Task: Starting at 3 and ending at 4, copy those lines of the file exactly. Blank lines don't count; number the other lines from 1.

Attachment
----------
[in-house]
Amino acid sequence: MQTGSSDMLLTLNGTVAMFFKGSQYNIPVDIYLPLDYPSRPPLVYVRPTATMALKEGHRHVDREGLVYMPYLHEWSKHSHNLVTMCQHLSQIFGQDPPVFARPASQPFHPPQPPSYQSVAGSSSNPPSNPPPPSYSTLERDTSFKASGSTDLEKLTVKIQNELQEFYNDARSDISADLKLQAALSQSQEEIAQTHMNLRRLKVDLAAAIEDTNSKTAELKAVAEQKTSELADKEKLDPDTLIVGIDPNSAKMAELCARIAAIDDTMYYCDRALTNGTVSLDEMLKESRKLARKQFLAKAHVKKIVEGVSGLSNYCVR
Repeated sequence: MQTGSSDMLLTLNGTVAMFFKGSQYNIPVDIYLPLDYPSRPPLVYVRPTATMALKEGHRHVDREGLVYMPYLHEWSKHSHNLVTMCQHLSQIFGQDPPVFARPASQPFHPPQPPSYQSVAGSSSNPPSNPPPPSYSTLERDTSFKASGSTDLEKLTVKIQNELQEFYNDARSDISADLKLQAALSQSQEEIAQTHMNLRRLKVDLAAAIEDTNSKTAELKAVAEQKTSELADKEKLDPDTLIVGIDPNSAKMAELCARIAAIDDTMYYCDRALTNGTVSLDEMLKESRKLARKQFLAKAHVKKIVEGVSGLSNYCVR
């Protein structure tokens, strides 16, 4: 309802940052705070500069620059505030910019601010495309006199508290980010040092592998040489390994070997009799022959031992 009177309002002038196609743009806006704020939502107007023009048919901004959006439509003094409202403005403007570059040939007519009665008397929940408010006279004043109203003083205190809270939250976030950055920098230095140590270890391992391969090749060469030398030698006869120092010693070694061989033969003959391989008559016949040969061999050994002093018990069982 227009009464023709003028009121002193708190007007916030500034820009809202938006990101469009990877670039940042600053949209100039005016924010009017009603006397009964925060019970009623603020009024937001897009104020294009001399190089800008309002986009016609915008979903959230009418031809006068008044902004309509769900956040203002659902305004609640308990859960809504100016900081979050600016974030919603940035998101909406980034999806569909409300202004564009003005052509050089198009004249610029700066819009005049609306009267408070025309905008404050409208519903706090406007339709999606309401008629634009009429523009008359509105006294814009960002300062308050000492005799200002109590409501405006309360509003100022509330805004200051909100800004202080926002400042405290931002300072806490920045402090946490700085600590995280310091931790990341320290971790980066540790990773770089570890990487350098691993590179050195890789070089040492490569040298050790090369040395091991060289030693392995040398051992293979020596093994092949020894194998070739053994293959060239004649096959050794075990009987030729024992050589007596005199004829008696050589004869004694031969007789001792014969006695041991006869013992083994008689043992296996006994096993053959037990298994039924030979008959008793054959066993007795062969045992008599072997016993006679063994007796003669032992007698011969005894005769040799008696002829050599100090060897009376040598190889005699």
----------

Repeated sequence: MQTGSSDMLLTLNGTVAMFFKGSQYNIPVDIYLPLDYPSRPPLVYVRPTATMALKEGHRHVDREGLVYMPYLHEWSKHSHNLVTMCQHLSQIFGQDPPVFARPASQPFHPPQPPSYQSVAGSSSNPPSNPPPPSYSTLERDTSFKASGSTDLEKLTVKIQNELQEFYNDARSDISADLKLQAALSQSQEEIAQTHMNLRRLKVDLAAAIEDTNSKTAELKAVAEQKTSELADKEKLDPDTLIVGIDPNSAKMAELCARIAAIDDTMYYCDRALTNGTVSLDEMLKESRKLARKQFLAKAHVKKIVEGVSGLSNYCVR
């Protein structure tokens, strides 16, 4: 309802940052705070500069620059505030910019601010495309006199508290980010040092592998040489390994070997009799022959031992 009177309002002038196609743009806006704020939502107007023009048919901004959006439509003094409202403005403007570059040939007519009665008397929940408010006279004043109203003083205190809270939250976030950055920098230095140590270890391992391969090749060469030398030698006869120092010693070694061989033969003959391989008559016949040969061999050994002093018990069982 227009009464023709003028009121002193708190007007916030500034820009809202938006990101469009990877670039940042600053949209100039005016924010009017009603006397009964925060019970009623603020009024937001897009104020294009001399190089800008309002986009016609915008979903959230009418031809006068008044902004309509769900956040203002659902305004609640308990859960809504100016900081979050600016974030919603940035998101909406980034999806569909409300202004564009003005052509050089198009004249610029700066819009005049609306009267408070025309905008404050409208519903706090406007339709999606309401008629634009009429523009008359509105006294814009960002300062308050000492005799200002109590409501405006309360509003100022509330805004200051909100800004202080926002400042405290931002300072806490920045402090946490700085600590995280310091931790990341320290971790980066540790990773770089570890990487350098691993590179050195890789070089040492490569040298050790090369040395091991060289030693392995040398051992293979020596093994092949020894194998070739053994293959060239004649096959050794075990009987030729024992050589007596005199004829008696050589004869004694031969007789001792014969006695041991006869013992083994008689043992296996006994096993053959037990298994039924030979008959008793054959066993007795062969045992008599072997016993006679063994007796003669032992007698011969005894005769040799008696002829050599100090060897009376040598190889005699």